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On Mon, 2011-02-28 at 10:33 -0500, Ted Roche wrote:
> Vacuums usually kill electronics because they generate static electricity.
Well, it's always been the suggestion that it's the *moving air* that
generates static electricity, with the velocity being the major factor.
The direction shouldn't really matter, though I was pointing out that
you generally have more force with an airstream that blows rather than
sucks. One only has to have a cleaner with both inlets and outlets
attachable to the same hose to be able to notice the difference
(expelled air having significant force a few feet away, yet a sucking
hose having almost no power a few inches away).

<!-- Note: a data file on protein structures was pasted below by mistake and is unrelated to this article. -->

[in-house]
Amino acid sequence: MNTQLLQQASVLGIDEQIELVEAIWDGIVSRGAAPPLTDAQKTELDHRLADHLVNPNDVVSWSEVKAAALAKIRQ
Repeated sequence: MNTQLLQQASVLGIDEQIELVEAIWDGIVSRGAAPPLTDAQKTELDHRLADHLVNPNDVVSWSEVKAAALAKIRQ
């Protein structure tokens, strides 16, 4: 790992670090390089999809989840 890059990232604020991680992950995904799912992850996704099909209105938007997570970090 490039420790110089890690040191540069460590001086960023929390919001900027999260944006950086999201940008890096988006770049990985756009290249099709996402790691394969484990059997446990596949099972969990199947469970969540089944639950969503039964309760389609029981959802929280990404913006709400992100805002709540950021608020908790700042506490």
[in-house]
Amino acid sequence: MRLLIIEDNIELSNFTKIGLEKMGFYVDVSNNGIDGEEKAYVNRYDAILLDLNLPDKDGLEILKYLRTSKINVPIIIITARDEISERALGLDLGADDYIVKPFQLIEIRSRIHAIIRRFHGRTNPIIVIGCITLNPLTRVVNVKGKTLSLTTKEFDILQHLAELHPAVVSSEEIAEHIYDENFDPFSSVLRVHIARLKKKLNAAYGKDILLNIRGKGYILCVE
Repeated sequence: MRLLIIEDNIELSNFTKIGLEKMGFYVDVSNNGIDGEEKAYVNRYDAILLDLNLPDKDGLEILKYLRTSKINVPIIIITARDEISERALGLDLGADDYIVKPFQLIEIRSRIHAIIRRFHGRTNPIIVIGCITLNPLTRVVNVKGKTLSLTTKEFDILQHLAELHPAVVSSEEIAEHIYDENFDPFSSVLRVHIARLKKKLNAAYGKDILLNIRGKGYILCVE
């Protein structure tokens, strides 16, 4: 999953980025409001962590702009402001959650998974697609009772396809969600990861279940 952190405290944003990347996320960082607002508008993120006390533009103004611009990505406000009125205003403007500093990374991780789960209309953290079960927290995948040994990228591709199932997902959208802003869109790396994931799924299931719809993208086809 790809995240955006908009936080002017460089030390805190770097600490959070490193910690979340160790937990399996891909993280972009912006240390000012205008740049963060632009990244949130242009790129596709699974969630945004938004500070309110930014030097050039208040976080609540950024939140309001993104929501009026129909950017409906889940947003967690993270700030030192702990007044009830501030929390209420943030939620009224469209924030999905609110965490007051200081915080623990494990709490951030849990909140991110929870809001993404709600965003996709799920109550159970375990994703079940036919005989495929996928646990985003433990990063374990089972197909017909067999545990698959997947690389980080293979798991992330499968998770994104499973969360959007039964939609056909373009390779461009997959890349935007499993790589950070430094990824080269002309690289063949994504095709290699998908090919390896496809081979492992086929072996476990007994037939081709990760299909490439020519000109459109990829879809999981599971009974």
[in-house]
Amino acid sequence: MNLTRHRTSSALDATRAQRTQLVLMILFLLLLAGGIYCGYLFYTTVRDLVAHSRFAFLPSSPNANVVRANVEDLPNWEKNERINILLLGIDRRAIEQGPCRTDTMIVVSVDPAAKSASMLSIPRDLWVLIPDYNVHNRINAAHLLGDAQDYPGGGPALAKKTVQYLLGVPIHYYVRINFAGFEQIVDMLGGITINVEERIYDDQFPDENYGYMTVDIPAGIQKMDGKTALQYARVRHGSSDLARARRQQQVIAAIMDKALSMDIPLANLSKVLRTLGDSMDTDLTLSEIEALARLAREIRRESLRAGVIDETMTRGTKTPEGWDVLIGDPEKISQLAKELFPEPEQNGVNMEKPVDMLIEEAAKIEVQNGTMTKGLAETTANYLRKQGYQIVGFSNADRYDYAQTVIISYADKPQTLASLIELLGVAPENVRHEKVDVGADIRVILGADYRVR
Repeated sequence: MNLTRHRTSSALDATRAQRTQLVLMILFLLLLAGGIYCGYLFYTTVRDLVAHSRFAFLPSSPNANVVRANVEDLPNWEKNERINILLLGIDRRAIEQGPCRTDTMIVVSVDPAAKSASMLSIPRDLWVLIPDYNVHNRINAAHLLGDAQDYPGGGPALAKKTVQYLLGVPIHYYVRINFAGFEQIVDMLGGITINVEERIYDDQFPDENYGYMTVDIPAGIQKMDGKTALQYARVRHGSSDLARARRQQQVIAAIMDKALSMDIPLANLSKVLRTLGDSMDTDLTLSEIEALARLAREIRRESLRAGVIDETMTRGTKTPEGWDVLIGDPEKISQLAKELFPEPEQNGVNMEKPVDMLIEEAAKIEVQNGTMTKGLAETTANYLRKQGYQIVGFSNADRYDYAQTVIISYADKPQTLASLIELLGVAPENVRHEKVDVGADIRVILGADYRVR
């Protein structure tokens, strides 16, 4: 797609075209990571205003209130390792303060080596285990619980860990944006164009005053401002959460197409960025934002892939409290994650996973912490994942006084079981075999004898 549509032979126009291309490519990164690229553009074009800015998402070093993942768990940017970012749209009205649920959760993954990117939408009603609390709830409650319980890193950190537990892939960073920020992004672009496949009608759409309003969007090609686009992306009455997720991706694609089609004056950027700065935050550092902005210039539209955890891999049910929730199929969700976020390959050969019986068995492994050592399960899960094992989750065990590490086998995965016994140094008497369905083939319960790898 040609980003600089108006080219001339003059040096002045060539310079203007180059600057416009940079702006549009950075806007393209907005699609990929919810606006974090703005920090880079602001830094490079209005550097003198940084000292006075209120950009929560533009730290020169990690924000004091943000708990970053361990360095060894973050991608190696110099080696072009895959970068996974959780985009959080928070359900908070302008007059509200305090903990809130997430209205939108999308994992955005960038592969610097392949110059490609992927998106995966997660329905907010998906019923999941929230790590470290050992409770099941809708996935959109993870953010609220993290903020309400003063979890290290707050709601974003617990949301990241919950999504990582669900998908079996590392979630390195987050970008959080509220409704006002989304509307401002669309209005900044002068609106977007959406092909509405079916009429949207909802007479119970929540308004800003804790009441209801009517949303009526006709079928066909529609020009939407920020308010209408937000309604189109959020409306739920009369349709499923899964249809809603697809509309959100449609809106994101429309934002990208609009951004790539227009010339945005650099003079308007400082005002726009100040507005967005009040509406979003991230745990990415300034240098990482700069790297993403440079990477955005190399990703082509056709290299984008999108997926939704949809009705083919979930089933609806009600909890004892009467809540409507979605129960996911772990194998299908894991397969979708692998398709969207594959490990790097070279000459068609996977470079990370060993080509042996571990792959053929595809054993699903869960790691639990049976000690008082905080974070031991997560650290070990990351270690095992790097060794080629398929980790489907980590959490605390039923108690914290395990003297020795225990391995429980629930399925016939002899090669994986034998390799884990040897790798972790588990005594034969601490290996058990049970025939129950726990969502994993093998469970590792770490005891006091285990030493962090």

Service shops used to use air compressors (as used for power tools, and
inflating vehicle tires) to blast muck out of electronic devices. And,
in doing so, would often cause static electricity damage. No vacuum
cleaner there, and a similar plastic hose, metal nozzle, issue.
I'd be more concerned about vacuum cleaners with: Getting the nozzle
too close, suddenly sucking itself into direct contact, and smacking
into delicate parts. Than with a static charge that they might
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